This post contains spoilers about the Game of Thrones finale.
The Game of Thrones finale. Who would die? Who would survive? Who would sit on the Iron Throne? Before the Unburnt set King’s Landing ablaze last week, this was building up to be one of the most anticipated episodes in television history. After last week’s episode, there was anger towards the writers and a stunning sense of apathy about the finale. The buildup was anti-climatic. The finale was similarly tepid.
Season Eight Finally Wraps Up
Much like the previous seven seasons, the last run of Game of Thrones episodes was uneven. It was spectacularly produced, superbly acted, and inconsistently written. The first two episodes were among the best written episodes from a character development standpoint. Allusions were made to the first season and long-running story arcs finally tied together.
The third episode, “The Long Night,” was an epic battle that pitted the living against the dead. It felt like a Game 7. Arya Stark’s slaying of the Night King capped an action-packed, hour-plus struggle. At the time, I was happy and did not care how the show would end. Game of Thrones reached its peak, but the potential for the next episodes was just as great as the Battle of Winterfell.
Unfortunately, the next two episodes were terrible. Rushed writing ruined all buildup from the previous episodes. Tyrion had a pointless monologue that was appropriately recast into a Monty Python mashup. Daenerys lost one dragon because of stupidity. She also spent an hour burning King’s Landing to the ground, yet we never even saw her face as she committed genocide.
As poor or as great as the finale could be, it was doomed by those two episodes. The show had to pick up the pieces and assemble a good story. Jon Snow expectedly killed Daenerys Targaryean. Bran Stark was the least-predictable choice to become King. The series scattered its main characters once again, sending Jon Snow to the Wall, Sansa Stark to the North, and Arya Stark abroad.
Game of Thrones Finale Reaction
The finale began with Tyrion Lannister, Jon Snow, and Davos Seathworth walking through King’s Landing. Much like most of the last episode, the seventy-third episode of Game of Thrones was padded by an overemphasis on the extent of the damage and a lack of drama.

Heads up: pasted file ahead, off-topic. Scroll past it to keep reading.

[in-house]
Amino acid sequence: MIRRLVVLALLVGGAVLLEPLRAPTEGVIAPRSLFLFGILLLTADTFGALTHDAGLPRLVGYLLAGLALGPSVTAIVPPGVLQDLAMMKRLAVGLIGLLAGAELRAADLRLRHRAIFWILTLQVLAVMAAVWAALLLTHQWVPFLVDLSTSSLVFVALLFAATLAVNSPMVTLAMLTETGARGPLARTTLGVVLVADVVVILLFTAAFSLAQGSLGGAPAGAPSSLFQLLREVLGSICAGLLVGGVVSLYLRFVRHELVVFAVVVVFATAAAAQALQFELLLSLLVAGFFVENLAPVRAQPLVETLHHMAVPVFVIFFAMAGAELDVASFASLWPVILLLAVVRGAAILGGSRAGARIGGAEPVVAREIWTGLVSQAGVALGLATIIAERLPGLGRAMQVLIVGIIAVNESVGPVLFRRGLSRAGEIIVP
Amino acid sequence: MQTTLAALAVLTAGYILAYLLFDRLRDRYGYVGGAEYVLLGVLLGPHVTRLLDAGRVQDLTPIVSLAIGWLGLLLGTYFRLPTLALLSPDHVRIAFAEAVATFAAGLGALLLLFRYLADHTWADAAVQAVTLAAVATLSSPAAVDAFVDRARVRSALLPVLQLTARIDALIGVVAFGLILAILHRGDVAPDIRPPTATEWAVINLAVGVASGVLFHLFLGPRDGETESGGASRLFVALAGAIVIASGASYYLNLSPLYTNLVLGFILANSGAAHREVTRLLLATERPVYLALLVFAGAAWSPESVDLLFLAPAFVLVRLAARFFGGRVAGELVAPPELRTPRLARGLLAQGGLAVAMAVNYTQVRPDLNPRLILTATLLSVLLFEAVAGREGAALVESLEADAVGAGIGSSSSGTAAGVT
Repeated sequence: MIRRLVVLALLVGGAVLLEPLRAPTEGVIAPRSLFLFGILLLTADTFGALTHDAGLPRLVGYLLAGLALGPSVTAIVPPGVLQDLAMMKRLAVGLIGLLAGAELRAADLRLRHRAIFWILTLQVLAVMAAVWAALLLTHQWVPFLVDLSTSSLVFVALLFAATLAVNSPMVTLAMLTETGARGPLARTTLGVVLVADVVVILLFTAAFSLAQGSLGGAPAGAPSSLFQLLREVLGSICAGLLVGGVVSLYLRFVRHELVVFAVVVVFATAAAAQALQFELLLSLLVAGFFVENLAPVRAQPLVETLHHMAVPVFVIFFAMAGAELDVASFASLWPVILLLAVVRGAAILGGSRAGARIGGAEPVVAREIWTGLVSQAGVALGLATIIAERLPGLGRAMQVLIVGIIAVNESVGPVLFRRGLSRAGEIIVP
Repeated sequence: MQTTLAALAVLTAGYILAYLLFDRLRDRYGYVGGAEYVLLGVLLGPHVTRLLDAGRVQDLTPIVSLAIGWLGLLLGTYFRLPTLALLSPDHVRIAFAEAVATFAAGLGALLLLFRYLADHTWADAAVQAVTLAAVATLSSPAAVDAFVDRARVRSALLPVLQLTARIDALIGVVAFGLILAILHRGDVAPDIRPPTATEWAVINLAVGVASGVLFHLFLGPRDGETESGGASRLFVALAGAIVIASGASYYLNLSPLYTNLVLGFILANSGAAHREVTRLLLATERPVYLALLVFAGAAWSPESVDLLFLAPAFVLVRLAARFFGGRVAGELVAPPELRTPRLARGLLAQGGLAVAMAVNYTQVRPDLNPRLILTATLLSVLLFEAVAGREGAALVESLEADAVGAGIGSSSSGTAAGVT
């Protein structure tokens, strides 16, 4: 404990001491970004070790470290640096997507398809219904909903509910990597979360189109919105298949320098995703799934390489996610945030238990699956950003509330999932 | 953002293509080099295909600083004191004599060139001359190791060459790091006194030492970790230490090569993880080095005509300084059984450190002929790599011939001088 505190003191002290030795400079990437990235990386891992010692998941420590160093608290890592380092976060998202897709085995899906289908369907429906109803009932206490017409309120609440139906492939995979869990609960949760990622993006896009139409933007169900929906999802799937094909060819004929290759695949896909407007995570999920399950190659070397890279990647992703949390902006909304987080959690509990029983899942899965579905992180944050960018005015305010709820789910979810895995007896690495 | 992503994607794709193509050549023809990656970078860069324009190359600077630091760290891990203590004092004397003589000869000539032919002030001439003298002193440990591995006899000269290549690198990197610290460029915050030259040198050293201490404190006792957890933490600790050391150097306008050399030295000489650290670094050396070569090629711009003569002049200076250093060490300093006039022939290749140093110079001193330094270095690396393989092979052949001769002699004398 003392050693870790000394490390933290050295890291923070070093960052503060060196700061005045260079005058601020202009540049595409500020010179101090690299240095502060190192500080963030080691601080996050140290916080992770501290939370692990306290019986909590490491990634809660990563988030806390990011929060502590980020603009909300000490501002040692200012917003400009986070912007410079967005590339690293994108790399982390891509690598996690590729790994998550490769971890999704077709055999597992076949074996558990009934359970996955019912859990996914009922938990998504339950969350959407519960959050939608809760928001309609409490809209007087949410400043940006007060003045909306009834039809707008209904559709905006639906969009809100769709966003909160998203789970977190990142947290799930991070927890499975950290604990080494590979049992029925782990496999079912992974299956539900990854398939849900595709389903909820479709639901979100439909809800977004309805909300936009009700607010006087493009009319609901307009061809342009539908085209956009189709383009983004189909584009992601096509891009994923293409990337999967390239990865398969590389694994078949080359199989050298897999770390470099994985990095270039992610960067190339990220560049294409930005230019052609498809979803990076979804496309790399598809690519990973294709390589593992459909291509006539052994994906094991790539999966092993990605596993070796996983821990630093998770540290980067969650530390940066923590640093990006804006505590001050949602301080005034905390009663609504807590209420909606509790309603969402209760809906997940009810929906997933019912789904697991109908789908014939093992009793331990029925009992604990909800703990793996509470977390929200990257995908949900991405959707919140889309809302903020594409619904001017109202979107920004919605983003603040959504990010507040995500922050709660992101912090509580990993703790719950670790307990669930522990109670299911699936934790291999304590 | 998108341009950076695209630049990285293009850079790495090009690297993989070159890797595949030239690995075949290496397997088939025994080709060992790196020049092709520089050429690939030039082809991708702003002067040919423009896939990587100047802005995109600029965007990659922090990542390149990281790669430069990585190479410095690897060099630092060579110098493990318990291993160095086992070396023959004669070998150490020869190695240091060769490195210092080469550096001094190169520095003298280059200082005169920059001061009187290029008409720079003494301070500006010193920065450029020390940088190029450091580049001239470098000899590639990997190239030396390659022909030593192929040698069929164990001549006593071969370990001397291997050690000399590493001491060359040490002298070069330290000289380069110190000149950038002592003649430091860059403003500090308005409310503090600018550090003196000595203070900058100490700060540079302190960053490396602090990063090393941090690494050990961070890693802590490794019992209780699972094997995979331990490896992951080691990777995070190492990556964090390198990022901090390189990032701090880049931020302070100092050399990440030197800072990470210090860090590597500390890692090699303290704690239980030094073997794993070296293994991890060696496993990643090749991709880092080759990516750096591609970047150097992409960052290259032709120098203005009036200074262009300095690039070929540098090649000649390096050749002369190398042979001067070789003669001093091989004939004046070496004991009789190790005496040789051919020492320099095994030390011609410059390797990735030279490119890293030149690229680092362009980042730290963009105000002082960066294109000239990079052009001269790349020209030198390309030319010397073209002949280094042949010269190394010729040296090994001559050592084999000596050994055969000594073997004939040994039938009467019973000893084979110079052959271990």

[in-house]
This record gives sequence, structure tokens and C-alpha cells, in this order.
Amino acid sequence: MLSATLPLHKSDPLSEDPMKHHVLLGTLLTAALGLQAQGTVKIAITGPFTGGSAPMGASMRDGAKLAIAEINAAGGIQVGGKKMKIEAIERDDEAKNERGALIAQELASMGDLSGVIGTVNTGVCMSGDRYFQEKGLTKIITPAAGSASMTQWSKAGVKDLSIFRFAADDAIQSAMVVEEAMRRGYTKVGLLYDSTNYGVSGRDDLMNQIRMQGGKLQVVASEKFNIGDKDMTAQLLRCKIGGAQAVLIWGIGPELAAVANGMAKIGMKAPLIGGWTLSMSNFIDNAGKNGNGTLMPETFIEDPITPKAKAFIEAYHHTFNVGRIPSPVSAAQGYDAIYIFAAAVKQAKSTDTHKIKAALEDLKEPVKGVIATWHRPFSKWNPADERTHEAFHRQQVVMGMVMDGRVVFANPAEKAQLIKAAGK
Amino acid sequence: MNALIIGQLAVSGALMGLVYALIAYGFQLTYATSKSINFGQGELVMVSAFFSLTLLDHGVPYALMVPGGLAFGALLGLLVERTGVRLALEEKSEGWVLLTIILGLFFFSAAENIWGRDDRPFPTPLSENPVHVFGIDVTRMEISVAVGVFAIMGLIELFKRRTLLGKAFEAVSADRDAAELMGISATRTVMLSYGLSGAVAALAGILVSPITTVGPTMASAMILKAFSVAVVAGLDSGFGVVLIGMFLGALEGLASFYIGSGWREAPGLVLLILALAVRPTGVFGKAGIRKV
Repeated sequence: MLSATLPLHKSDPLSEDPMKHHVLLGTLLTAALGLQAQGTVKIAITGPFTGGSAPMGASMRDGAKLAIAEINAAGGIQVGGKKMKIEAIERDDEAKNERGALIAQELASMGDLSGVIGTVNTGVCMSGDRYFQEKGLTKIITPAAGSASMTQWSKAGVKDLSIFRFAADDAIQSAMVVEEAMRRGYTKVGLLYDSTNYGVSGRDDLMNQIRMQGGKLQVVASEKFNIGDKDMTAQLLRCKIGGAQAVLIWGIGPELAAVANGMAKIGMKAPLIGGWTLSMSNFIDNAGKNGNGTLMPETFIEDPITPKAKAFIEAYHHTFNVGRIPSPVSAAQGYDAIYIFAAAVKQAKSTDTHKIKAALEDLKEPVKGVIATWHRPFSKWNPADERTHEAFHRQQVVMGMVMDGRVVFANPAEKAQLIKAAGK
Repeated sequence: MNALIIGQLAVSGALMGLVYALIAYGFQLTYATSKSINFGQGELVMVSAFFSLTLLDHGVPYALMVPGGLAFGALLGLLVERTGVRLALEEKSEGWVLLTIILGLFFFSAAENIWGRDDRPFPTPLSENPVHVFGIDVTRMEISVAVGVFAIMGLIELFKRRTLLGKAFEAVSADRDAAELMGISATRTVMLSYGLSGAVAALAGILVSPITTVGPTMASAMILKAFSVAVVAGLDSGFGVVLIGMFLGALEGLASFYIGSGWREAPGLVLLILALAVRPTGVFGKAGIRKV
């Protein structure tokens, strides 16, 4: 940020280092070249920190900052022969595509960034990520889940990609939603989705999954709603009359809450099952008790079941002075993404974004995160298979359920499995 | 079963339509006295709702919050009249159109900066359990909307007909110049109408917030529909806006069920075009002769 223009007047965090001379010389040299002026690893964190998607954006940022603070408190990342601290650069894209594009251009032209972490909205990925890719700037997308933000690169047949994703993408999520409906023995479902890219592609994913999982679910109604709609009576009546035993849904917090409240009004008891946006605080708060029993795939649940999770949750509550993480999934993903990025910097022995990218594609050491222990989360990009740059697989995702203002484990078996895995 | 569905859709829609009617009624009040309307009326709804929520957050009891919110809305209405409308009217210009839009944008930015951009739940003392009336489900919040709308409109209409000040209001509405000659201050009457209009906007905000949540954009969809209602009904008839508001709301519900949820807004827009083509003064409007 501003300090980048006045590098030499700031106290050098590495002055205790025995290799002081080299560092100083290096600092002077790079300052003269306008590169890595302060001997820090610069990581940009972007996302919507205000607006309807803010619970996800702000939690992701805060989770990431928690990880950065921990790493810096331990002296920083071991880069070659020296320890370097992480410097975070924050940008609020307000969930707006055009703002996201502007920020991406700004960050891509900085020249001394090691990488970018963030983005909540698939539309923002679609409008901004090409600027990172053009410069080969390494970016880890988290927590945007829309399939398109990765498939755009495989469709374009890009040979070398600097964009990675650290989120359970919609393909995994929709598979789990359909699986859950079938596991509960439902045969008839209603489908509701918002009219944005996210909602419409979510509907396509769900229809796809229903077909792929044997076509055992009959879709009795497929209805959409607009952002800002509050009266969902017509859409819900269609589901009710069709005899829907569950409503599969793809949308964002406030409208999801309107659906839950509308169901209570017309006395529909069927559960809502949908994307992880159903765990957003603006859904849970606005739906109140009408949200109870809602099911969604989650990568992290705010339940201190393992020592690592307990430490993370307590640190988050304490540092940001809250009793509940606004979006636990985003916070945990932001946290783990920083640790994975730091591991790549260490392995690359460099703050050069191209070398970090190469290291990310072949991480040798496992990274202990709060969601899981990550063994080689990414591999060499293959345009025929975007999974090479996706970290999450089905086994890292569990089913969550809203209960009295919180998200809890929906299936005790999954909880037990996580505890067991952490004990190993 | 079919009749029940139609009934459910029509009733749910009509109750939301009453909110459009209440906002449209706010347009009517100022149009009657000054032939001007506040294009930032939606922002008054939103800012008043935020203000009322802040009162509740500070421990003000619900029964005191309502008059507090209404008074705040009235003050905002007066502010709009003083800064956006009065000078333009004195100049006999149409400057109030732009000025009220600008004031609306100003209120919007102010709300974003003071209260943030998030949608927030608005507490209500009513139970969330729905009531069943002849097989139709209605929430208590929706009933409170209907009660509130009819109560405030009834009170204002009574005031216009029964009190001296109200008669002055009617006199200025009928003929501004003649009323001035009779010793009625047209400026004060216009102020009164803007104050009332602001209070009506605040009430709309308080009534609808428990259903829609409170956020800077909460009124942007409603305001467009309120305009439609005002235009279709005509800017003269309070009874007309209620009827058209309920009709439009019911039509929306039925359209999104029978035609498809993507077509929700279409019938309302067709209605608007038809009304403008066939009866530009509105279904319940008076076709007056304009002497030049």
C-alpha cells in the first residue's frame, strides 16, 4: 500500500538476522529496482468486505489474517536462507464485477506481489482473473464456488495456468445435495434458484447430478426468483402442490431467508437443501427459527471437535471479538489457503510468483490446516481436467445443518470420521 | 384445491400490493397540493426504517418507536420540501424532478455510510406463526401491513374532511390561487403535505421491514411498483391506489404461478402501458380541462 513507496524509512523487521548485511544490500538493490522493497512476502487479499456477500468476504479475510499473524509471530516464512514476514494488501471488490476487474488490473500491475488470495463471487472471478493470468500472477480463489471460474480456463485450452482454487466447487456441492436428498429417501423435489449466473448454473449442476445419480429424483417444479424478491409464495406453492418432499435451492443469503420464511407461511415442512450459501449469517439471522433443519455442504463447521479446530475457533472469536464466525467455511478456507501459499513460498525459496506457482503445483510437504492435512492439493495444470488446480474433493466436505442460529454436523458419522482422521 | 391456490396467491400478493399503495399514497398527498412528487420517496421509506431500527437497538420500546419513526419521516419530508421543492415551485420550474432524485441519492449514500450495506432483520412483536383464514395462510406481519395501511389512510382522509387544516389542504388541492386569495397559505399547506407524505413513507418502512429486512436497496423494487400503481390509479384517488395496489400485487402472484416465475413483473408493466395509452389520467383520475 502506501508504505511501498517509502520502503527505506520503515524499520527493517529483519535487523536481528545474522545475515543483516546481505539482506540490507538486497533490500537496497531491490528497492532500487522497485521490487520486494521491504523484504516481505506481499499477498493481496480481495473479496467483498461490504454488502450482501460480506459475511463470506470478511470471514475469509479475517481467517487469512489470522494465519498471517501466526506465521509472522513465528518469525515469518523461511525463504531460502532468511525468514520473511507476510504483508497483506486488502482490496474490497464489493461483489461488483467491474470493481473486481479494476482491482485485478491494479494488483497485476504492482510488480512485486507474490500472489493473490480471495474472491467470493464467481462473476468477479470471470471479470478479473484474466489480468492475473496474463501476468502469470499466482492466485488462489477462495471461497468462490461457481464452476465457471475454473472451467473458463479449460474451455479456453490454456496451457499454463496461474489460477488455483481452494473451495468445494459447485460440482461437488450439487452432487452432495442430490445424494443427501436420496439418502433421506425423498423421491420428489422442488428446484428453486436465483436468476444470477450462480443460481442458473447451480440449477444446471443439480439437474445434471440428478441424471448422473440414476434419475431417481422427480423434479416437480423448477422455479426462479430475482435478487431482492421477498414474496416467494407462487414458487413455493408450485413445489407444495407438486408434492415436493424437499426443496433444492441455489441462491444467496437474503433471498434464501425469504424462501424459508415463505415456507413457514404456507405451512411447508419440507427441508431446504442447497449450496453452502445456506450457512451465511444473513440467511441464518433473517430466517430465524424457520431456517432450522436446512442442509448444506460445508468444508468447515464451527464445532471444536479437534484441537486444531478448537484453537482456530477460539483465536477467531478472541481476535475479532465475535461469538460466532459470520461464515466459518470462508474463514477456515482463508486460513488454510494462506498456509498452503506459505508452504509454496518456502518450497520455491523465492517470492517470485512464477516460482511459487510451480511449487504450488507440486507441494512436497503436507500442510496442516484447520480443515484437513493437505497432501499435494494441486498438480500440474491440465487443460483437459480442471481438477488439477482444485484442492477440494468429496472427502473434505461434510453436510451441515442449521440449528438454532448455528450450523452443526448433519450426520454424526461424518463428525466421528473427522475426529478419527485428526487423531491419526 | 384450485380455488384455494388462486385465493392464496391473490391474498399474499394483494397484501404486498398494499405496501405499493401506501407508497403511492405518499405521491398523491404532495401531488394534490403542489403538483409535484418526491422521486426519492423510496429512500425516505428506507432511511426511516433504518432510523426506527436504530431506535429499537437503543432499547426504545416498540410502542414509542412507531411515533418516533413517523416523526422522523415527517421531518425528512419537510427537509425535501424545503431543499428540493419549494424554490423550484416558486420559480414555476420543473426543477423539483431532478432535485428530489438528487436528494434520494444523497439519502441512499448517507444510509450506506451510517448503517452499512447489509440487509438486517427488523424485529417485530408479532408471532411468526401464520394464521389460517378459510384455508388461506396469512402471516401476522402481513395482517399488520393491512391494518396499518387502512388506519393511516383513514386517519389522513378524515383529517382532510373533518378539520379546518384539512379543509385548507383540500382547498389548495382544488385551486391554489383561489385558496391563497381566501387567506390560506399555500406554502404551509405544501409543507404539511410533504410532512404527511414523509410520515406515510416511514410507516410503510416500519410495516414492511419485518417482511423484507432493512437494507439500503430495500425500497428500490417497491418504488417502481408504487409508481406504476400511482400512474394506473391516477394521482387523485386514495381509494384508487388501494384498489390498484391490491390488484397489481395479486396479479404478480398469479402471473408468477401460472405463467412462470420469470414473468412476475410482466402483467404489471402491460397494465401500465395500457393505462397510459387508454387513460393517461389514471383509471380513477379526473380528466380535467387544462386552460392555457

This dramatic void even included a scene that should be the most intense scene of the series: Jon Snow killing Daenerys Targaryean. Instead, Jon merely said “you are my queen, now and always” and killed her as he held her in his arms, with the Iron Throne behind them. It was a scene that had little tension (or bodyguards). Only a dragon who understood the symbolism of the Iron Throne enough to melt it.
Other disappointments included the final fates of most characters. The show took eight seasons to bring everyone together to decide who sits on the Iron Throne. Now those characters are once again in different parts of the world, with only the new Small Council providing any semblance of unity.
The final stories were mostly predictable, “meh,” or uninteresting. Instead, the least-inspiring choice to become king now rules Westeros. Not on a throne of a thousands swords. Instead a disinterested Stark who possesses no gifts that anyone can understand rules Westeros. It was a choice so displeasing that even his sister, decided to separate the North from the Seven Kingdoms. No one, not even Daenerys, was able to sit on the Iron Throne. Ultimately, the comfortable selection of Bran and the scattering of characters were undramatic choices that only induced apathetic emotion.
How The Game of Thrones Finale Stacks Up
Great television series are best remembered for how they end. The Game of Thrones finale is going to be compared to other great last episodes in television history. The top finales reside with Breaking Bad, VEEP, and The Americans. Otherwise great shows like The Sopranos and Seinfeld occupy the bottom.
It is a unique challenge for TV creators to end a series. They begin and extend show. Wrapping them up in a way that pleases the bulk of their audience is a tough ask. David Benioff and D.B. Weiss met the challenge of writing the finale well enough. Unfortunately, the previous two episodes had dug the series into a deep hole that killed any momentum the show had after the Long Night.
Game of Thrones was somewhere in between the finales of those other great shows. It was not as disappointing as its preceding two episodes. It did not rank with the show’s best moments. It was somewhat bittersweet, but was not emotional or unpredictable enough to produce any satisfaction or gratification. Benioff and Weiss produced little fan service. All in all, it was just okay. It was the period on a last sentence that did not finish with the exclamation point that defined so much of the show’s eight seasons.